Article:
Boracay—which is known for its powdery white sand, rich water sports and vibrant nightlife—recently grabbed the headlines after President Rodrigo Duterte called the Philippines’ world-famous island a “cesspool.”
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Boracay shutdown spooks European tour operators
Ian Nicolas Cigaral (philstar.com) - May 18, 2018 - 3:46pm

MANILA, Philippines — The Philippine government has shutdown Boracay to give the country’s top tourist draw a makeover, prompting visitors, some of them Europeans, to cancel their pre-booked trips and rethink whether they would still visit the country in the future.

“It was a very tough sell I have to say because of the closure of Boracay. So it was very untimely,” European Chamber of Commerce of the Philippines President Guenter Taus said, as he recalled his recent tourism mission in Europe. “It was hard to sell the Philippines as a tourism destination.”

Boracay—which is known for its powdery white sand, rich water sports and vibrant nightlife—recently grabbed the headlines after President Rodrigo Duterte called the Philippines’ world-famous island a “cesspool.”

The firebrand leader had blamed what he called excessive tourism and development for Boracay’s environmental woes, with many businesses polluting the island’s surrounding waters by discharging waste directly into the sea.

Malacañang last month announced that Duterte approved the proposed closure of Boracay for a maximum period of six months ostensibly to pave the way for a major cleanup, which could likely affect the popular island’s economy that’s almost entirely dependent on tourism.

'Scared'

While demand for Boracay could actually surge if the government succeeds at restoring the island, Taus said some European tour operators “don’t want to touch the Philippines” after having a hard time getting a refund for the canceled bookings.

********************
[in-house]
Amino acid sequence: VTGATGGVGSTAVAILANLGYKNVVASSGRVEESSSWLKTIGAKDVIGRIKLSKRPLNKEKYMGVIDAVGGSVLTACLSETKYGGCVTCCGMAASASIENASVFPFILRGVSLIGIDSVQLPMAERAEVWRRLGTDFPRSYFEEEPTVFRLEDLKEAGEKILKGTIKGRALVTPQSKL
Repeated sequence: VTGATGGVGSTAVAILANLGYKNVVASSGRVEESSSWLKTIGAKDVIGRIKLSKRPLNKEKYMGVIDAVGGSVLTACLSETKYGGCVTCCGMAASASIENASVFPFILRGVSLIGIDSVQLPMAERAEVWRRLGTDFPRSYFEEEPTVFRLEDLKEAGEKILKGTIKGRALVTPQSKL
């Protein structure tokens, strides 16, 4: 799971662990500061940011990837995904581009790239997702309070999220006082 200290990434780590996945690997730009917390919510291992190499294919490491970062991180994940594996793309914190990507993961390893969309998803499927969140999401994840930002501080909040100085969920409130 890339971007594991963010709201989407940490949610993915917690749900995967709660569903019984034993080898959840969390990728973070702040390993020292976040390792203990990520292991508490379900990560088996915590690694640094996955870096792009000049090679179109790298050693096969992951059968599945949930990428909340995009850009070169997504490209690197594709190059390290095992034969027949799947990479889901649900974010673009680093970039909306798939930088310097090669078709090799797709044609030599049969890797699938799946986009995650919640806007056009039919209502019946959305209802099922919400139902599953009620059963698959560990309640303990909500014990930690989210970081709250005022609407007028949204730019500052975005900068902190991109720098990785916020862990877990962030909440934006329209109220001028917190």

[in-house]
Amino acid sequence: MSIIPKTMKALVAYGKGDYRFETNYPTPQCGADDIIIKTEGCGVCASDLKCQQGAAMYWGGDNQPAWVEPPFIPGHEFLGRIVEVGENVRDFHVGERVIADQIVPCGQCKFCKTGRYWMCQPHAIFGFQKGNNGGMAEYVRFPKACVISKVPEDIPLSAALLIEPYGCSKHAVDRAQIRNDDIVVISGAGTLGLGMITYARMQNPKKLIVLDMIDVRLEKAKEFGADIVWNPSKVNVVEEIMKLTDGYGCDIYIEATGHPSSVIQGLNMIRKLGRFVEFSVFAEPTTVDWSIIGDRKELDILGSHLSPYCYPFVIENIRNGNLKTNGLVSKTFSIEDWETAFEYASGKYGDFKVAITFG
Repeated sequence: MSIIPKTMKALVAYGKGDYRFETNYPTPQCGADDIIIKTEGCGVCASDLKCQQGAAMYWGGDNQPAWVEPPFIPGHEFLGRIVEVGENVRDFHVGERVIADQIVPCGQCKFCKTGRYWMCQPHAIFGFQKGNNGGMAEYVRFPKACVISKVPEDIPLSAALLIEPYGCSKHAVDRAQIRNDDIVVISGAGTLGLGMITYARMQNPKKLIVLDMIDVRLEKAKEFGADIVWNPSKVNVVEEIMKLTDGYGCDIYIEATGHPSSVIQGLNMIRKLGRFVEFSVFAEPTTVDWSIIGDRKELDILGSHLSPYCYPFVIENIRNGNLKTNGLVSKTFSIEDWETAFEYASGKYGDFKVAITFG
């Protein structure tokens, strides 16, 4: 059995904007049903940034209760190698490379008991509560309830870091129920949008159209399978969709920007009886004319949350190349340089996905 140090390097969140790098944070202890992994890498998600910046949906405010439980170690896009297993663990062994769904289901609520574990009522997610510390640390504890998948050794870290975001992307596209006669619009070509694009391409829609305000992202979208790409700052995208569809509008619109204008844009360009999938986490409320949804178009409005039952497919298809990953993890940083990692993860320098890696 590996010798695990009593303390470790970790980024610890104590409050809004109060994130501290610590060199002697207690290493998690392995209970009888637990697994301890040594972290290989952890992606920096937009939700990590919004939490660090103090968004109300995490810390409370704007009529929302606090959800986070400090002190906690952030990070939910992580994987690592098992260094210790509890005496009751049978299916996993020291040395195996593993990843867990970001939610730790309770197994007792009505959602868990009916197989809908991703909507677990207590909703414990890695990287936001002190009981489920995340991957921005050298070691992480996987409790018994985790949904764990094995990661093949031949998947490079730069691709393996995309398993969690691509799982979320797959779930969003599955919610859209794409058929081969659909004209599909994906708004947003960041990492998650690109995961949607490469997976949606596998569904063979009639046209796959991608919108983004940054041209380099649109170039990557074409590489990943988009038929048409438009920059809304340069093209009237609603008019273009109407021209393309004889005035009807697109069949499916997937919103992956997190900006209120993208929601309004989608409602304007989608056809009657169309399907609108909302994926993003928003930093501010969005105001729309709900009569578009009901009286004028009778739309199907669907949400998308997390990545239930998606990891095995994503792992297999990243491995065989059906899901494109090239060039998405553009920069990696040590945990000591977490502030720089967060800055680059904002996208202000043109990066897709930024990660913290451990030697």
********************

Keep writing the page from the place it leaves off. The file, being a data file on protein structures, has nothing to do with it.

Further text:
Taus also said tour operators from Europe are “scared” that a similar incident could happen again following the Philippine government’s announcement that it would inspect other tourist destinations.

“Yes, it was clearly verbalized when we were there. They said, ‘If it (Philippine government) can close one island, it can close any island anytime,’” he said.

There are 553,000 European tourists that come to the Philippines every year, data provided by the ECCP to the media show.

Meanwhile, based on Taus’ estimates, Boracay’s closure wiped out “half of what you would normally expect” in terms of the number of European visitors, most of whom selected more popular destinations in other Asian countries like Thailand, Malaysia, Indonesia and Vietnam.

But Taus said he expects European arrivals to recover after the ECCP started promoting emerging tourist destinations in the Philippines like Bohol and Siquijor—a strategy that he said was “positively” received by tour operators in Europe.

“I’m sure it will bounce back the moment we shift gear and look at other opportunities as well because as news dies, you try to feed in a little more positive thing and you go from there,” the ECCP chief said.

“That’s why we shifted away from this mainstream tourism... I think that will be easier to sell because it has nothing to do with one particular destination,” he added.

Related video:

BORACAY EUROPEAN CHAMBER OF COMMERCE OF THE PHILIPPINES
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